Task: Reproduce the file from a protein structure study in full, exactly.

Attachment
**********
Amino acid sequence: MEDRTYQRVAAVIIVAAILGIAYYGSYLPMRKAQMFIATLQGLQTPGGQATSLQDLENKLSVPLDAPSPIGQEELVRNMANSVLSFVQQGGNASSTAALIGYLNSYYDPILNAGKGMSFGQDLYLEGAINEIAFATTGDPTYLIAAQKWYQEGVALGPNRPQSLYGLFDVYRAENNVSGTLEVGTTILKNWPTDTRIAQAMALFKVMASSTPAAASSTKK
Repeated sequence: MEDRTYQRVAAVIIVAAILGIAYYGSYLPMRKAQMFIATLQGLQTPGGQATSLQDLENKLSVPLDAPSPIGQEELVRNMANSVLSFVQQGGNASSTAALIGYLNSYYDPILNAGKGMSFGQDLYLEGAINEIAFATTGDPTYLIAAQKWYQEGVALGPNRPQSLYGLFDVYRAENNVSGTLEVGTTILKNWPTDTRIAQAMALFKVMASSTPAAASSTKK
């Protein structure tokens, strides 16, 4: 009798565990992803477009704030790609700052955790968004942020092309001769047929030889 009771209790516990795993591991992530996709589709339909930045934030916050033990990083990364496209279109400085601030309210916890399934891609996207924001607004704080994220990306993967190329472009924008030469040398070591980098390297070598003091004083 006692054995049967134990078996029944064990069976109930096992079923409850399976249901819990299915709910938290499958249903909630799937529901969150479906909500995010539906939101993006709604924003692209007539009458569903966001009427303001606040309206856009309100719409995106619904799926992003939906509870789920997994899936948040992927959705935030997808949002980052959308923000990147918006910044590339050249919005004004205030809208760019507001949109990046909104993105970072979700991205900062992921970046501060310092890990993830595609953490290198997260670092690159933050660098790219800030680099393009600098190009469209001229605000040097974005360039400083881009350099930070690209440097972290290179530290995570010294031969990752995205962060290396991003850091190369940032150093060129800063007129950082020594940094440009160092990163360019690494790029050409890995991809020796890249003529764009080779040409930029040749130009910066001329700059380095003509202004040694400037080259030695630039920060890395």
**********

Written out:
Amino acid sequence: MEDRTYQRVAAVIIVAAILGIAYYGSYLPMRKAQMFIATLQGLQTPGGQATSLQDLENKLSVPLDAPSPIGQEELVRNMANSVLSFVQQGGNASSTAALIGYLNSYYDPILNAGKGMSFGQDLYLEGAINEIAFATTGDPTYLIAAQKWYQEGVALGPNRPQSLYGLFDVYRAENNVSGTLEVGTTILKNWPTDTRIAQAMALFKVMASSTPAAASSTKK
Repeated sequence: MEDRTYQRVAAVIIVAAILGIAYYGSYLPMRKAQMFIATLQGLQTPGGQATSLQDLENKLSVPLDAPSPIGQEELVRNMANSVLSFVQQGGNASSTAALIGYLNSYYDPILNAGKGMSFGQDLYLEGAINEIAFATTGDPTYLIAAQKWYQEGVALGPNRPQSLYGLFDVYRAENNVSGTLEVGTTILKNWPTDTRIAQAMALFKVMASSTPAAASSTKK
């Protein structure tokens, strides 16, 4: 009798565990992803477009704030790609700052955790968004942020092309001769047929030889 009771209790516990795993591991992530996709589709339909930045934030916050033990990083990364496209279109400085601030309210916890399934891609996207924001607004704080994220990306993967190329472009924008030469040398070591980098390297070598003091004083 006692054995049967134990078996029944064990069976109930096992079923409850399976249901819990299915709910938290499958249903909630799937529901969150479906909500995010539906939101993006709604924003692209007539009458569903966001009427303001606040309206856009309100719409995106619904799926992003939906509870789920997994899936948040992927959705935030997808949002980052959308923000990147918006910044590339050249919005004004205030809208760019507001949109990046909104993105970072979700991205900062992921970046501060310092890990993830595609953490290198997260670092690159933050660098790219800030680099393009600098190009469209001229605000040097974005360039400083881009350099930070690209440097972290290179530290995570010294031969990752995205962060290396991003850091190369940032150093060129800063007129950082020594940094440009160092990163360019690494790029050409890995991809020796890249003529764009080779040409930029040749130009910066001329700059380095003509202004040694400037080259030695630039920060890395």